Every February the Audubon Society of the District of Columbia braves cold winds and winter weather to travel to Theodore Roosevelt Island, an almost 90-acre national memorial in the heart of Washington D.C. Covered with forests and hiking trails, the oblong island splits the Potomac River in a hooked meander south of Georgetown. Home to the northern-most Bald Cyprus swamp in North America, the island attracts birds such as White-throated Sparrows and Dark-eyed Juncos over winter. Temperatures are usually in the 40-degree range, and the walking bridge, the island’s only access point for the public, can be slippery with ice and snow.
“Usually there’s snow on the ground, it’s freezing, and we’re the only people there,” says Zachary Slavin, program manager of the Great Backyard Bird Count and a board member of the D.C. Audubon Chapter.
But this year, record-high temperatures in February drew many more outdoors during what’s usually the dead of winter. “This year the parking lot was overflowing with dog walkers and bikers,” Slavin says. There were even people canoeing and paddle boarding in the Potomac, he recalls, when usually the area is devoid of most people. Plants were already blooming, weeks earlier than their normal spring awakening.
The weekend’s high temperatures were not unique to D.C. That weekend, Boston nearly hit 60 degrees, around 20 degrees above the normal average for that time. In D.C., it hit 71 degrees, 23 degrees above the historical average.
And it wasn’t just an occurrence for the GBBC weekend or for only eastern North America, either. This February was the second warmest globally in recorded history, according to NASA’s Goddard Institute for Space Studies. This warmth seems to have, in part, supercharged the turnout; the data this year show a new high in birds seen. But along with this, the numbers show some species in places that they wouldn’t normally be in mid-February, representing earlier migration patterns and overwintering sites farther north than typical for some species.
For the 2017 Great Backyard Bird Count, more than 214,000 people participated around the world, a 25 percent increase from last year and record high. Every year, participation numbers have grown as the program has expanded—more countries join every year. Nearly 300 more species were identified overall this year than last year for a total of 5,940, with 1,559 species identified in North America.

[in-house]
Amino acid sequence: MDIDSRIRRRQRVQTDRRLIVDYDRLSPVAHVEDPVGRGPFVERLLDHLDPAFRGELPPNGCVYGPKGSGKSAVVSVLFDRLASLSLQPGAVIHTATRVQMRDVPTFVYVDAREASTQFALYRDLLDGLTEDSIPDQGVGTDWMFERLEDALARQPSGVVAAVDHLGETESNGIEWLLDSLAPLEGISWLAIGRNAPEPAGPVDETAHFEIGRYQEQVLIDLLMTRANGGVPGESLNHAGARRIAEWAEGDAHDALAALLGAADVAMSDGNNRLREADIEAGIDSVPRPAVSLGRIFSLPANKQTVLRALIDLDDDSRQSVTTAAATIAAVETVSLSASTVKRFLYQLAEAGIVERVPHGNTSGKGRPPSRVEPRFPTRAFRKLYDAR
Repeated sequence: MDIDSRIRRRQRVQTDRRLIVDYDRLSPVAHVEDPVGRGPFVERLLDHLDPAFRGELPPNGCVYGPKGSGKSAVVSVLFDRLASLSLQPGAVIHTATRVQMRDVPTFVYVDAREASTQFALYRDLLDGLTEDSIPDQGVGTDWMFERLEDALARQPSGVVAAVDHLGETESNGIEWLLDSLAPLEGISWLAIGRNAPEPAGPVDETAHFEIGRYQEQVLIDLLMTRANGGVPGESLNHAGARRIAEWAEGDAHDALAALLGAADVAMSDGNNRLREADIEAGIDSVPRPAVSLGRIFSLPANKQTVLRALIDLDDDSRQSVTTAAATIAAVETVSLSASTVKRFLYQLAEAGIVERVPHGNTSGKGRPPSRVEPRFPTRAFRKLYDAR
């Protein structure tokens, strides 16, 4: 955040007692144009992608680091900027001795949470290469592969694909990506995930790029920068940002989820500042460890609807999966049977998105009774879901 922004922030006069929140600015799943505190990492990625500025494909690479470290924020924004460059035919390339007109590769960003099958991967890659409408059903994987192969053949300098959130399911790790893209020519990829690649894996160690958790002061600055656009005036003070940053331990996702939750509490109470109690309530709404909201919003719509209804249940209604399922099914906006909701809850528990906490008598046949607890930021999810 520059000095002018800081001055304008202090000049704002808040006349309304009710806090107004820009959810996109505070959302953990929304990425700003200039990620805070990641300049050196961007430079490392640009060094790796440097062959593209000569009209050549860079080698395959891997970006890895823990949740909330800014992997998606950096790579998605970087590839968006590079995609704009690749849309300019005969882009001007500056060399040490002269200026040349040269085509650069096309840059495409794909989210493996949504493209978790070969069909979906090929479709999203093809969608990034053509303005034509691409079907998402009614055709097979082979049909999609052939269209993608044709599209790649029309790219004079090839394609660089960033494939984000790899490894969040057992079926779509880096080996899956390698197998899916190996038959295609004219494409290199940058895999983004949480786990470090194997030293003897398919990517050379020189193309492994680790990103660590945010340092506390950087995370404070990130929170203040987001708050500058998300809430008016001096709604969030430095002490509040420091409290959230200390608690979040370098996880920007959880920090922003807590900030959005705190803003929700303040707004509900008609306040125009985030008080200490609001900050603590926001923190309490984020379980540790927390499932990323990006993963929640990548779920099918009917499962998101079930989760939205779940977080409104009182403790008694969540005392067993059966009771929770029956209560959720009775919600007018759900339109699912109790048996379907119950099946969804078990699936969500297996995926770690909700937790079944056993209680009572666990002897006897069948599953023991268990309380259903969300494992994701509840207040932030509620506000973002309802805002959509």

Of the more than 1,500 North American species, this year’s data shows several species migrating north earlier, specifically species that move depending on the weather. Normally, Common Grackles and Red-winged Blackbirds would not begin to migrate from warmer climes until the end of February, with small numbers leaving earlier. This year, participants reported groups of both species as far north as the lower Canadian provinces of Quebec and Ontario. Participants even reported flocks of 20 or 30 in southern New England, suggesting that the birds are making their springtime journey nearly two weeks earlier than previous years. This mirrors reports that spring has sprung ahead of schedule across the United States, with accounts of early spring foliage weeks or even a month early as far north as lower New York state, New Jersey, and Pennsylvania. But conditions have been temperamental.
“A lot of [the birds] are wishing they didn’t come up here this early with the winter weather we’ve seen since,” says Geoff LeBaron, the director of the Christmas Bird Count for the National Audubon Society. LeBaron notes that these species will move according to the weather, though, and are not as connected to place like other migrating birds, such as warblers. Some birds may have moved to adapt to the cold snaps.